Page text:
Edmund Thompson

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Edmund Charles Thompson
MBE
Born (1898-05-09)9 May 1898
Belfast, United Kingdom
Died 20 August 1961(1961-08-20) (aged 63)
Nationality English
Occupation Sculptor
Style Art deco
Parent(s) Edmund T. Thompson
Night
Day

Edmund Charles Thompson MBE (9 May 1898, Belfast – 20 August 1961[1]) was an English sculptor, active in Liverpool between the First and Second World War. The son of sculptor Edmund T. Thompson, he worked in the art deco style and was an admirer of Eric Gill.

He worked closely with the architect Herbert James Rowse on many of the latter's buildings, and on civic projects. His work is featured in the Liverpool Philharmonic Hall (gilded reliefs of Apollo, on the landings) and at the portal of the Queensway Tunnel (basalt statues of 'Day' and 'Night'). He was sometimes assisted by George Capstick.[1]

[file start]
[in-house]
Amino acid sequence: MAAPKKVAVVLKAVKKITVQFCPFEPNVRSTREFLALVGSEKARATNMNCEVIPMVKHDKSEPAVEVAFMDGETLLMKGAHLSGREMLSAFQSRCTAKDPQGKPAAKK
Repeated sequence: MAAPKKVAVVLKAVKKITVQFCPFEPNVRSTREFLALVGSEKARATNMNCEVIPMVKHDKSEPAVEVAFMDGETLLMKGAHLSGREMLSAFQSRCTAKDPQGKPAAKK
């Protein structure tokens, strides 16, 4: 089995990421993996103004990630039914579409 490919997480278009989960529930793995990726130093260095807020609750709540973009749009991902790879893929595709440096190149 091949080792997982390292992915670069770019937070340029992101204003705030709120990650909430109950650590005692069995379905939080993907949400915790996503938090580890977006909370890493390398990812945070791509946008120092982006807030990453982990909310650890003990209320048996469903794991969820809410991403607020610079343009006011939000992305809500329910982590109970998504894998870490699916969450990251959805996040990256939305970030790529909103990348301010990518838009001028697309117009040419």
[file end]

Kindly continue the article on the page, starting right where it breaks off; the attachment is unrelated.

He was made MBE in 1959.

A selection of his works, in the possession of his family, were featured on the BBC's Antiques Roadshow programme on 21 October 2012, accompanied by his daughter.

References[edit]

  1. ^ a b "Edmund Charles Thompson". Mapping the Practice and Profession of Sculpture in Britain and Ireland 1851-1951. University of Glasgow. Retrieved 22 October 2012.